By Paromita Shastri
The Sanchi Stupa is one of India’s primary Buddhist sites and contains some of the oldest stone structures in the country. It took seven years of dedicated excavation and restoration by the Archaeological Survey of India (ASI) – under the supervision of Director-General John Marshall between 1912 and 1919 – to make the world realise its true splendour and importance. This was in spite of the fact that Sanchi witnessed the establishment, flourishing and subsequent decline of Buddhist education and thought over almost 1,500 years. Interestingly, Buddha never visited Sanchi. Neither did foreign travellers like Hiuen Tsang, who extensively documented the holy Buddhist circuit in India, but did not mention Sanchi in his writings.
It is no wonder then that Marshall, in The Monuments of Sanchi (1938), wrote that Sanchi was not as revered as other Buddhist pilgrimage sites in India. Yet, these stunning monuments, with their magnificent carvings and inscriptions, are reflective of Indian architecture from the Mauryan era (3rd century BCE) to its later medieval-era decline (around 11th century CE).
Scholars like Alfred A Foucher say that the iconic depictions of Buddha (as the Bodhi tree, a rider-less horse, an empty throne, etc.) at Sanchi are products of Graeco-Buddhist architectural interaction, while others argue that it was considered inappropriate to depict someone who had attained nirvana. The earliest-known depiction of Buddha in human form came almost a century later.
The Sanchi complex is famous for the Mahastupa (Great Stupa), the Ashokan pillar (with its inscriptions) and its signature ornate torans (gateways).The style of the torans and fencing is said to mimic the bamboo craft of the surrounding areas. ‘If one looks at the design of the fencing around the stupa, as well as the way the torans have been designed (with two side panels and three intersecting horizontal panels at the top), they’re reminiscent of bamboo craft and tied bamboo,’ says Sahapedia consultant and former deputy director of Delhi’s Crafts Museum, Mushtak Khan.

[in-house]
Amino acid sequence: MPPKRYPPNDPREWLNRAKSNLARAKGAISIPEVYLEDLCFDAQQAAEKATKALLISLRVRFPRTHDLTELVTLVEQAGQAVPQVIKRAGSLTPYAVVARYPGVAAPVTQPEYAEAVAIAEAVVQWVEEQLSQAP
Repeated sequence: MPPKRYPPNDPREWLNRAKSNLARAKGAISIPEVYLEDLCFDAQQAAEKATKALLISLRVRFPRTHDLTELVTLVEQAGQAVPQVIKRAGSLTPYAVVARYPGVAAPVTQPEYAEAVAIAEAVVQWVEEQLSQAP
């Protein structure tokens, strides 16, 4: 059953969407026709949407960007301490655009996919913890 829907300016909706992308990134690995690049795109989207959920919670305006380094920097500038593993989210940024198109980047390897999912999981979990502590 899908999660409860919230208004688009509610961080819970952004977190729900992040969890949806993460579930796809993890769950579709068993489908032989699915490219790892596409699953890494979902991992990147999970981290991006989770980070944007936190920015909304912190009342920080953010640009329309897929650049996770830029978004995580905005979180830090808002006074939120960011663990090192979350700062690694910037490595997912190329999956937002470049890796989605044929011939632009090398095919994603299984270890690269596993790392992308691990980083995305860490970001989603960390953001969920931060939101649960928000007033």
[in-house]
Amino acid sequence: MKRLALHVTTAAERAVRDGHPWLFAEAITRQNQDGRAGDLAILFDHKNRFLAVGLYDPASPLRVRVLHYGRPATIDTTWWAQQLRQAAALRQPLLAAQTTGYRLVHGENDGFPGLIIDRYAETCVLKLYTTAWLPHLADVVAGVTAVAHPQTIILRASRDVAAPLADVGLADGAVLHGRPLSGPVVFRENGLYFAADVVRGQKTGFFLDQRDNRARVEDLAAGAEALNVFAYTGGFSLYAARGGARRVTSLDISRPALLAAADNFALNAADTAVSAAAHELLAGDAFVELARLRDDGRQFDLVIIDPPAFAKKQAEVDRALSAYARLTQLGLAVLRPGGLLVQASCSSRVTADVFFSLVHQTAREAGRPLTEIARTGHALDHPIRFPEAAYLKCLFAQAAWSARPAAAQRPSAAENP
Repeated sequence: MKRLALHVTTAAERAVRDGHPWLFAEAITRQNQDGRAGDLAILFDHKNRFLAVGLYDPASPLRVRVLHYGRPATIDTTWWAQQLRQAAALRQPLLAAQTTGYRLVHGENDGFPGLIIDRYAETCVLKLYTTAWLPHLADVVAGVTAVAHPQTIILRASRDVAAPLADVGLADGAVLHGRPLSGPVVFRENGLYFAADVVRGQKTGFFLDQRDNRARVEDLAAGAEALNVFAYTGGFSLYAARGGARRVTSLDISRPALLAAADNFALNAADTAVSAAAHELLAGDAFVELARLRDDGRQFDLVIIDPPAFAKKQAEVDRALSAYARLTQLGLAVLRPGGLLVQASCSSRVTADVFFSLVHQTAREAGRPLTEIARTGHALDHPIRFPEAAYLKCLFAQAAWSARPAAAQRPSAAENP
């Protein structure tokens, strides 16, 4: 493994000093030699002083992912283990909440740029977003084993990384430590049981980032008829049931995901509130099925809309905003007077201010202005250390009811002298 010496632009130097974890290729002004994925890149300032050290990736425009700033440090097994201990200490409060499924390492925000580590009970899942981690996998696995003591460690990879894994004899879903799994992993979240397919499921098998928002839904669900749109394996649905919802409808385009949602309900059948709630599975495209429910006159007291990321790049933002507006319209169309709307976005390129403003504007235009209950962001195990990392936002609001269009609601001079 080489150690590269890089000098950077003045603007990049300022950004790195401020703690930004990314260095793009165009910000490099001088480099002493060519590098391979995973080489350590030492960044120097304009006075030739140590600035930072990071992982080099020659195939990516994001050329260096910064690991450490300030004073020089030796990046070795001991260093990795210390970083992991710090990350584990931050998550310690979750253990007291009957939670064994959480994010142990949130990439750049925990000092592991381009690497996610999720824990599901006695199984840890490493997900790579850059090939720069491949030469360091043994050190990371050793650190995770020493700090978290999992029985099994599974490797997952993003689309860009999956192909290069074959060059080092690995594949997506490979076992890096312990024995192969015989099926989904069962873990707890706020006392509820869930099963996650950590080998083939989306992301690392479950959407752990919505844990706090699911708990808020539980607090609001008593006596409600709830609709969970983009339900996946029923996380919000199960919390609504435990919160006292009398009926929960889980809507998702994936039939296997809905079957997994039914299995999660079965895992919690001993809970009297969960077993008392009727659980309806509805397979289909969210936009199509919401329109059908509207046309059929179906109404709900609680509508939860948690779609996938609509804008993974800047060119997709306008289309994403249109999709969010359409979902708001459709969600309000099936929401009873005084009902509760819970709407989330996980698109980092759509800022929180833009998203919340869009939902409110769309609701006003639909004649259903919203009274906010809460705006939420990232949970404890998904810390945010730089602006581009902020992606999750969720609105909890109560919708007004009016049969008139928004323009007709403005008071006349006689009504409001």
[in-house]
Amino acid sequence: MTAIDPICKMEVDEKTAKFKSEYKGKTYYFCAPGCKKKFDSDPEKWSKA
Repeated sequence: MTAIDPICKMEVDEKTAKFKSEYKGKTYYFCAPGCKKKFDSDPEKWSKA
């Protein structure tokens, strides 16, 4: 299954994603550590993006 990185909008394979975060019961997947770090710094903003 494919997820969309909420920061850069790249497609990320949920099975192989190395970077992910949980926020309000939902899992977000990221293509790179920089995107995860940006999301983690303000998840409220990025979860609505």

Nestled in the Vindhya Range, 46 km from Madhya Pradesh’s capital Bhopal, the historical city of Sanchi also boasts 50-odd other monuments, including temples and monasteries. The Mahastupa was built by King Ashoka (304-232 BCE) in the 3rd century BCE to house the relics of Gautam Buddha (obtained by opening the eight primary stupas located at places relevant to Buddha’s life. These were further scattered across 84,000 stupas to spread the influence of Buddhism). While it’s unclear why Ashoka chose this specific site for a Buddhist monument, some scholars opine that it could have been the influence of his first wife Devi – who primarily oversaw the construction of the Mahastupa – coupled with the site’s proximity to the rock-cut caves of Udayagiri.
Inscriptions on the southern toran vouch that the ivory workers of erstwhile Vidisha (now Besnagar) worked on these monuments, translating the same intricate talent onto stone.
Destruction and restoration